After seeing a 750W PSU coupled with a Core i5 and GTX 960 for the thousandth time, inspiration struck to compile one of our most ambitious benchmarks to-date. This analysis compares watt consumption across various GPUs, CPUs, and complete system configurations, resulting in a loose template answering the question of “how many watts do I need?”
It all feeds into one of the most common PC building mistakes: going overkill on power supplies, often buying larger PSUs for sake of certainty or under the pretense of “room to upgrade.” This is a fine pretense, but is often done to the extreme. The fact of the matter is that most mid-range gaming PC builds can run on 450-600W PSUs, depending on the GPU, with a good deal of them landing ideal wattage around the 500-550W range. Buying a power supply that more closely fits the usage curve of a system will improve power efficiency, reduce build cost, reduce cost-to-run, and allow builders to buy PSUs that put the cost toward more relevant features than just wattage – like efficiency, protections, PFC, and so forth. Think of this as redistributing the cost of purchase; it's not always that simple, but we'd generally rather have increased efficiency ratings and power protections than more watts. It all depends on the build, of course, and that's what we're dissecting here.
Let's first talk power supply basics: How PSUs rails are divided, voltage ripple, how many watts are required, and power efficiency, then we'll dive into individual component power consumption benchmarks. We've tested the majority of the current nVidia and AMD GPU lineups for power consumption, the AMD & Intel CPU watt draw, and templated system power consumption. Our system templates were built in a fashion that should fall within range of reasonable configurations for “real” builders, and will help in determining how many watts you need for common go-to builds.
AMD issued a statement moments ago pertaining to the Radeon Software (see also: Radeon Settings, Crimson, former Catalyst) fan speed configuration causing GPU overheating issues. Some users have reported GPU death resultant of excessive thermals, which correlate with inadequately low fan speeds for the current heat generation.
In the calm between the storms – Black Friday and Cyber Monday – a few hangers-on have remained on sale through the weekend. Granted, “sale” is almost meaningless at this point; there's a near-perpetual discount on PC hardware through various vendors, but that's good news for system builders. This weekend, we found a 960GB SSD for $270 (or $200 via Newegg), 500GB SSD for $140, Corsair 200R for $46, and Logitech G910 for $160.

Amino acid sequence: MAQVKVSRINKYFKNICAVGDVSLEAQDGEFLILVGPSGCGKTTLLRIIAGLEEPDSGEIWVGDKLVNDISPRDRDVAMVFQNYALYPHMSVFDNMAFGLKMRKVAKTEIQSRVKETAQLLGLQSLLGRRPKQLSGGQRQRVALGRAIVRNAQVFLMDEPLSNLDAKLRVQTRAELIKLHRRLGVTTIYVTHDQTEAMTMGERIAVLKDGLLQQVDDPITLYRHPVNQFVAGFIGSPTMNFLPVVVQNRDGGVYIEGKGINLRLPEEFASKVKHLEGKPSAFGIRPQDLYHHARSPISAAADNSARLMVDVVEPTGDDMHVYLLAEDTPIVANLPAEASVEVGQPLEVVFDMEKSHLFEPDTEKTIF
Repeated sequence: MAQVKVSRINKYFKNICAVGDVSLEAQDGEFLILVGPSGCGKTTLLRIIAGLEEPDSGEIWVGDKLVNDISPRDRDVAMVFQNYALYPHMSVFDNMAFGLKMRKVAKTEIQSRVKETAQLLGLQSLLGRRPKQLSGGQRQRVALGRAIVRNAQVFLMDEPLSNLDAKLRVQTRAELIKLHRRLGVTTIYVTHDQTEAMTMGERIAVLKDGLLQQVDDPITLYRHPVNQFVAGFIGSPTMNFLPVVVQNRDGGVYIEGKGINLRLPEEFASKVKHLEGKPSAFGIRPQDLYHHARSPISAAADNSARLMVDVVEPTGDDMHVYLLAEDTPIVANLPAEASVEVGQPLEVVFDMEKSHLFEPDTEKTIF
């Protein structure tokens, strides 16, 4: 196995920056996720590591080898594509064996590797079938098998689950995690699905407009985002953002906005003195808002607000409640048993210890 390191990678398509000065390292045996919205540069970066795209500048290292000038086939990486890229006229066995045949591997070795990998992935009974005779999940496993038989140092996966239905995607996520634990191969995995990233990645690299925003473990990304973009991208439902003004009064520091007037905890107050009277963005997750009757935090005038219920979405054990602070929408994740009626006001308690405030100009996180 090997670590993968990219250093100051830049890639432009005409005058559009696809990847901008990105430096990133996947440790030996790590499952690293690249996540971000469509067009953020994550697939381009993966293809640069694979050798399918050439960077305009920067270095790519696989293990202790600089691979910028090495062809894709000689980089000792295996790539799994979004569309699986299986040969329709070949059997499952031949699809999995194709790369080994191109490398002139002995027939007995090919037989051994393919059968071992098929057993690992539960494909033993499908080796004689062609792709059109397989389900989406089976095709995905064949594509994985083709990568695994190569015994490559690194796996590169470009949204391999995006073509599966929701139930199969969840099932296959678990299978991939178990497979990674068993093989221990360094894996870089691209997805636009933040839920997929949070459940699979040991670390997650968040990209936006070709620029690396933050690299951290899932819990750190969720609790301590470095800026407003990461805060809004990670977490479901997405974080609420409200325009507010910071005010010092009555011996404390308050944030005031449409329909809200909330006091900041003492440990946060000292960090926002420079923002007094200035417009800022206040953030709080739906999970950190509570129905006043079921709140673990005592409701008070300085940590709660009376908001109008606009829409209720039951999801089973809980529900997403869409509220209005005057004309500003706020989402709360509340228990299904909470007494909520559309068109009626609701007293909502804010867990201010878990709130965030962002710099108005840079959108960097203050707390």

I'll be honest: This post started, as most site updates do, under the pretense of running behind on other, deeper content. We've got some charts-heavy benchmarks lined-up through the week, not the least of which includes tomorrow's exhaustive wattage consumption analysis. This stuff takes time to do.
But we do at least one “state of the site” style update each year. We're due for another. These have, for years, served as a means to thank our readers and staff, to highlight accomplishments and things we've learned, and to publicize some of our loose plans for the coming year.
Following months of nonstop, long-form content – and subsequent imperialistic takeover of additional rooms as lab or studio space – we have seen a ~143% growth in annual pageviews. From January 2015 through now, the end of November, we're sitting at just under 7,000,000 pageviews. Last year's same-period pageview count was around 3,000,000 at this time (still a tremendous feat to a small outlet like ours). Our YouTube subscriber base has grown from around 8,000 subscribers to ~22,000 subscribers (same period, year-to-year). By the way, you should subscribe if you haven't. Views-wise, we're looking at a growth (total views for the period) of nearly 100% year-over-year.
If our recent Star Wars Battlefront CPU benchmark is anything to go by, the days of dual-threaded CPUs appear to be numbered when it comes to gaming. The G3258 – a $60 powerhouse in its own right – is now encountering limitations to the extent of inability to play some games without hacks. We've found the Core i3 to be consistently performant and, although it's not on our current bench, the Athlon X4 860K seems to be the only reasonable option in the sub-$100 price-point at this time. This was preceded by the 760K, another popular chip, both of which took the same approach: Take an APU and disable the IGP, then just sell it as a CPU.
This guide rounds-up the best gaming CPUs on sale for Black Friday, ranging from $70 to $300 at the high-end. The CPUs here are built for different tasks, but will play LOL, DOTA2, Assassin's Creed Syndicate, Battlefront, Fallout 4, Black Ops III, and other games to varying degrees. See what we have to say below before buying.